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Guru Nanak was born into a Hindu family in what is today Pakistan. He has been described as having been a curious, bright child who was adept at learning languages, loved to sing to his conception of God, and who had Hindu and Muslim friends.
In his late 20s or early 30s, Guru Nanak had a spiritual awakening. He was bathing in a river when he disappeared for three days. It was thought that he drowned, but three days later, he reappeared. He had been visiting with God and told the people there were no Hindus and no Muslims; there was only one God
Guru Nanak taught monotheism that there was only one God for all humanity, and that you could communicate directly with God through meditation and hymns; that you did not need an intermediary such as a priest or imam. He went on four major spiritual journeys throughout India, parts of the Middle East, Near East, and other nearby regions. Everywhere he went he attracted followers.

Guru Nanak also taught that all people are equal, including women, and that the caste systems and other sources of social hierarchy were irrelevant. He wrote of women that Whatever be the qualities of the man with whom a woman is united according to the law, such qualities even she assumes, like a river, united with the ocean.

Guru Nanak believed that no one is better or worse than another person and taught that whether you were commoner or a king, all should share what they had with one another and be treated the same. He eschewed rituals and idolatry and encouraged community and fellowship. Guru Nanak shared seven teachings with his followers, some of which you may find familiar from your knowledge of other faith traditions. These seven teachings were:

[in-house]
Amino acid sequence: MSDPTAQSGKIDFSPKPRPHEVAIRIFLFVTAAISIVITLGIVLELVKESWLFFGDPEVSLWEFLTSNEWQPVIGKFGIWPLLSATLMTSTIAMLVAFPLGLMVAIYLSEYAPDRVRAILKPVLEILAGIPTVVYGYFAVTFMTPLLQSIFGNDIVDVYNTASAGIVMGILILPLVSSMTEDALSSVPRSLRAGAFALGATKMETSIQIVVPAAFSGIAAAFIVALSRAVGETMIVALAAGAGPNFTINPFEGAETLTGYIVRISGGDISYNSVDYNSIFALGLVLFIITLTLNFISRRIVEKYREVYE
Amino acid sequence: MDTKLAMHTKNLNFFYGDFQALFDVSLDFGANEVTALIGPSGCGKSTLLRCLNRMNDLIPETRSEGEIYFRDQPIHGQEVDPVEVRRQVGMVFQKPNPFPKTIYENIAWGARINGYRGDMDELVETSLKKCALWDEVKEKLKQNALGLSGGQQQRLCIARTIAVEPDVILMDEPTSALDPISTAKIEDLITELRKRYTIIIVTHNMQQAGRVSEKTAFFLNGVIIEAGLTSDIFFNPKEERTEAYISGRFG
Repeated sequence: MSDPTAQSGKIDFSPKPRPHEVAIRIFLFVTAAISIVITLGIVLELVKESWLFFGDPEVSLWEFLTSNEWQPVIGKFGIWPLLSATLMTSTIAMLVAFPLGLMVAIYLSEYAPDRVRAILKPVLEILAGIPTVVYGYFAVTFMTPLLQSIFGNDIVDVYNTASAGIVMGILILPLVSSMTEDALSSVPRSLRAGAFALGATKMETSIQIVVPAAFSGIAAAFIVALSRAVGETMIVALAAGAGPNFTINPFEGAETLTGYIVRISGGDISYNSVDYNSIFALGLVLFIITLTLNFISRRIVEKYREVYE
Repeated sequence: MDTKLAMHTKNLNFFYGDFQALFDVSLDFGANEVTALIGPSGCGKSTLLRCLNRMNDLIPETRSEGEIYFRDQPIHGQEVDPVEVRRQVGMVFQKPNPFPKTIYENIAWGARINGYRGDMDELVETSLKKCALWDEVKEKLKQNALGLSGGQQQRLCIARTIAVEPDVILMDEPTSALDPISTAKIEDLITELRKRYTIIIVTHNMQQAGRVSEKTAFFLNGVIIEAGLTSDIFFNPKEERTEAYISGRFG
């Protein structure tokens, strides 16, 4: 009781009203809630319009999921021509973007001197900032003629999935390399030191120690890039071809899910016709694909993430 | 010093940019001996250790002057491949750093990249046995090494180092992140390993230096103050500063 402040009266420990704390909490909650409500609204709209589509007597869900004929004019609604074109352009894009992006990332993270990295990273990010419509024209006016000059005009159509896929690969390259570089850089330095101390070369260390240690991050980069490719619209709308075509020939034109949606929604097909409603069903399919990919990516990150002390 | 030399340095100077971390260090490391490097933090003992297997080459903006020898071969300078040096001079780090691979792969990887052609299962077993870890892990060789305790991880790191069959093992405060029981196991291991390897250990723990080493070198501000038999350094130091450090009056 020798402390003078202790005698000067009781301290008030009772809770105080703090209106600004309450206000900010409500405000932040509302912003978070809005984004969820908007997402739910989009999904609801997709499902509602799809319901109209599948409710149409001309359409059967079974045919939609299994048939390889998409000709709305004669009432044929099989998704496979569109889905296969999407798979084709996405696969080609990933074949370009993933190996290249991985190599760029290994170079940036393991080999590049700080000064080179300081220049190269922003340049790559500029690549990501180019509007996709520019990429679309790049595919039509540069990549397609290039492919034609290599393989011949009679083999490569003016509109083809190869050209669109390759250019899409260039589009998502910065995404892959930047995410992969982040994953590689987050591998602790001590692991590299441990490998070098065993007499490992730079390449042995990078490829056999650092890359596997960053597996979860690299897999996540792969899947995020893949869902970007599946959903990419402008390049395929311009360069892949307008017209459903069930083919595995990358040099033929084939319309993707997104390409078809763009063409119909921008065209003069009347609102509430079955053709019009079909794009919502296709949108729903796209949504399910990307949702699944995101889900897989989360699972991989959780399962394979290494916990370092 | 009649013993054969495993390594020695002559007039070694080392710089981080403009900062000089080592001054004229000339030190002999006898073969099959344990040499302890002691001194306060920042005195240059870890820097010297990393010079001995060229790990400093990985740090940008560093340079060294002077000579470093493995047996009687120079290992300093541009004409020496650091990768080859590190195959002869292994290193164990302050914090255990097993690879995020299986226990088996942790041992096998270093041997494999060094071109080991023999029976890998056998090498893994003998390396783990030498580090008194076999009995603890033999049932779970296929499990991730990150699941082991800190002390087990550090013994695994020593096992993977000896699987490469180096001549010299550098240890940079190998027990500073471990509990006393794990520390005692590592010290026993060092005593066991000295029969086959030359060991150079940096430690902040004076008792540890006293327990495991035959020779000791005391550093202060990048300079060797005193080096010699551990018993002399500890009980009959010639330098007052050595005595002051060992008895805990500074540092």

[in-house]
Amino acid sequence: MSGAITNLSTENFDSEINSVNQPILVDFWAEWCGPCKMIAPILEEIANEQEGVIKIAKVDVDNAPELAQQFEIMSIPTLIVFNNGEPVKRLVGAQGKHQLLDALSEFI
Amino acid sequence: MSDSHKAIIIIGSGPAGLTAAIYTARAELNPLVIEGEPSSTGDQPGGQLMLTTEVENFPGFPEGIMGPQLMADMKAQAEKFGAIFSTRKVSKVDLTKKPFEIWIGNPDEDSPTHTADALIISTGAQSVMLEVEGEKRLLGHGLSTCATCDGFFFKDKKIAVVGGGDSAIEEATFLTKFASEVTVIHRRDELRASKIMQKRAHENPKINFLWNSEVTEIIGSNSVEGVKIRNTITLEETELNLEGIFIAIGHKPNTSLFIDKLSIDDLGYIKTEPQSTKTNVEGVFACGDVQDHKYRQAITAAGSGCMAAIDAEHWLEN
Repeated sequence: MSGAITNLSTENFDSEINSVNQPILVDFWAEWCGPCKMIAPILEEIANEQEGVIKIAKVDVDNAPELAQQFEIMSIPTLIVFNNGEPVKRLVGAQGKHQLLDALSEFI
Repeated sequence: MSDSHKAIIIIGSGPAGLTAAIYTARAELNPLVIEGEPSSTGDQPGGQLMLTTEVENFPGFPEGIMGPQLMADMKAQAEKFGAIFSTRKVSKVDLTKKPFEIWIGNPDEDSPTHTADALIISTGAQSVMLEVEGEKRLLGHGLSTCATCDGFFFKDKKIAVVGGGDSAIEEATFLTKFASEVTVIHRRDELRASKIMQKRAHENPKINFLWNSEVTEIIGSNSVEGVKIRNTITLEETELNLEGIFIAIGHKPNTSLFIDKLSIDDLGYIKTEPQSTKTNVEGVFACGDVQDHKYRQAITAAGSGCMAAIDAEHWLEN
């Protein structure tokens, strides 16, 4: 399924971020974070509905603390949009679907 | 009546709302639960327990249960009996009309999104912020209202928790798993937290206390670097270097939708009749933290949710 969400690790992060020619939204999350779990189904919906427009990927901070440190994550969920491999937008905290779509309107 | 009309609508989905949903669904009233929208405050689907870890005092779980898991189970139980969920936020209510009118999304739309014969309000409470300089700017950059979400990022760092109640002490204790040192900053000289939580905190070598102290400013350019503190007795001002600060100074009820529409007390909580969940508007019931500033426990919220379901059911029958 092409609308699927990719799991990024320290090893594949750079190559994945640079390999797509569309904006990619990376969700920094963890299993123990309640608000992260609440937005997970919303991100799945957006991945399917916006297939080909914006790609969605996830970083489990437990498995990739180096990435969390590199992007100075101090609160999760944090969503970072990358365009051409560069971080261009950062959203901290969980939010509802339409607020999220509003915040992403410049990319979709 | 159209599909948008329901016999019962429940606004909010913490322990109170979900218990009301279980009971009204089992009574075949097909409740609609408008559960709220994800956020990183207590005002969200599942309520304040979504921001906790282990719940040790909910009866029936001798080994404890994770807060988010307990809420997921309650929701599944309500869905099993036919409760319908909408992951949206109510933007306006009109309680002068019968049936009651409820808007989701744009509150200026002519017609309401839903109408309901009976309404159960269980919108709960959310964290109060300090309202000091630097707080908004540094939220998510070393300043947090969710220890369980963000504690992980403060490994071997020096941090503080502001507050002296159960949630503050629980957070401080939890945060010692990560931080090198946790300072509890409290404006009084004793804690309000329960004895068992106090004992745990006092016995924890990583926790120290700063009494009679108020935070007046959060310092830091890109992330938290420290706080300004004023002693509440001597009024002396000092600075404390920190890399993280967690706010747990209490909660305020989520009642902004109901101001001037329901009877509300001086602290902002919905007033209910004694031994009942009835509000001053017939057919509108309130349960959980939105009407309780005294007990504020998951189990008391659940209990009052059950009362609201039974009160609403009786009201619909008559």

1. You must submit yourself to God
  2. You must practice goodwill to everyone
  3. A Guru, or voice of God, is necessary to teach and guide you
  4. Honesty and speaking the truth should always be practiced
  5. You must shun the five evils which are: lust, ego, attachment, anger, and greed
  6. You must not discriminate
  7. You must always keep God in your thoughts by chanting His name, share with others, and make an honest living

Guru Nanak equated serving communities with serving God and encouraged people to help one another. He instituted communal kitchens where everyone, regardless of their gender, ethnicity, or social status were welcome. He encouraged people to be kind to others and to always keep thinking of God. He believed that by following his teachings that your soul could join with God when the body died.

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